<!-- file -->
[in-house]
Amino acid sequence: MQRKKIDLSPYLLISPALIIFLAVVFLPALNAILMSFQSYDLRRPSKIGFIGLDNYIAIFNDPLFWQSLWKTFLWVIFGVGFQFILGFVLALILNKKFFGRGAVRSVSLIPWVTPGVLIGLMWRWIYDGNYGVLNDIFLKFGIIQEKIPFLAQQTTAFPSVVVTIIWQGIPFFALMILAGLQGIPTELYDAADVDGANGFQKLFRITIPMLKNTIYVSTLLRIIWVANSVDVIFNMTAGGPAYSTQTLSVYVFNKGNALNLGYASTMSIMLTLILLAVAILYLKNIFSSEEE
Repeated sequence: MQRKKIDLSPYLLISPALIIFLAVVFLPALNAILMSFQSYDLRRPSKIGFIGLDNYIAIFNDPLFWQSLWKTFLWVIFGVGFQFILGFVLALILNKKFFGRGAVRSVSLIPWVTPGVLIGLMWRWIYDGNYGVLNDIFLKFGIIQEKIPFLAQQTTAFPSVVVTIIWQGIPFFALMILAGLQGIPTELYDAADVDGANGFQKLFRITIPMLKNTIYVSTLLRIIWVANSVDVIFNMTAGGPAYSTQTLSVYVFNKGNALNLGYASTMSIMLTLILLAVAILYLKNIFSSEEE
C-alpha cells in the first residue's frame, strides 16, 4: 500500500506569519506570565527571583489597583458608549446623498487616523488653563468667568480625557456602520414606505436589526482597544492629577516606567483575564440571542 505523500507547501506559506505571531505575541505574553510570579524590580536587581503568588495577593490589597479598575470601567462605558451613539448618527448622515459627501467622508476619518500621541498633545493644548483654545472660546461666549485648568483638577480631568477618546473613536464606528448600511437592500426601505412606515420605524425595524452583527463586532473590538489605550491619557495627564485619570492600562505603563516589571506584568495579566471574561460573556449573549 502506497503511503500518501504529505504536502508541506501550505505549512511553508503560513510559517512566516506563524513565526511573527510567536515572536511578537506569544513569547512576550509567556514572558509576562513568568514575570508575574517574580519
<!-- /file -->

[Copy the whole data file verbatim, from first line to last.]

[in-house]
Amino acid sequence: MQRKKIDLSPYLLISPALIIFLAVVFLPALNAILMSFQSYDLRRPSKIGFIGLDNYIAIFNDPLFWQSLWKTFLWVIFGVGFQFILGFVLALILNKKFFGRGAVRSVSLIPWVTPGVLIGLMWRWIYDGNYGVLNDIFLKFGIIQEKIPFLAQQTTAFPSVVVTIIWQGIPFFALMILAGLQGIPTELYDAADVDGANGFQKLFRITIPMLKNTIYVSTLLRIIWVANSVDVIFNMTAGGPAYSTQTLSVYVFNKGNALNLGYASTMSIMLTLILLAVAILYLKNIFSSEEE
Repeated sequence: MQRKKIDLSPYLLISPALIIFLAVVFLPALNAILMSFQSYDLRRPSKIGFIGLDNYIAIFNDPLFWQSLWKTFLWVIFGVGFQFILGFVLALILNKKFFGRGAVRSVSLIPWVTPGVLIGLMWRWIYDGNYGVLNDIFLKFGIIQEKIPFLAQQTTAFPSVVVTIIWQGIPFFALMILAGLQGIPTELYDAADVDGANGFQKLFRITIPMLKNTIYVSTLLRIIWVANSVDVIFNMTAGGPAYSTQTLSVYVFNKGNALNLGYASTMSIMLTLILLAVAILYLKNIFSSEEE
C-alpha cells in the first residue's frame, strides 16, 4: 500500500506569519506570565527571583489597583458608549446623498487616523488653563468667568480625557456602520414606505436589526482597544492629577516606567483575564440571542 505523500507547501506559506505571531505575541505574553510570579524590580536587581503568588495577593490589597479598575470601567462605558451613539448618527448622515459627501467622508476619518500621541498633545493644548483654545472660546461666549485648568483638577480631568477618546473613536464606528448600511437592500426601505412606515420605524425595524452583527463586532473590538489605550491619557495627564485619570492600562505603563516589571506584568495579566471574561460573556449573549 502506497503511503500518501504529505504536502508541506501550505505549512511553508503560513510559517512566516506563524513565526511573527510567536515572536511578537506569544513569547512576550509567556514572558509576562513568568514575570508575574517574580519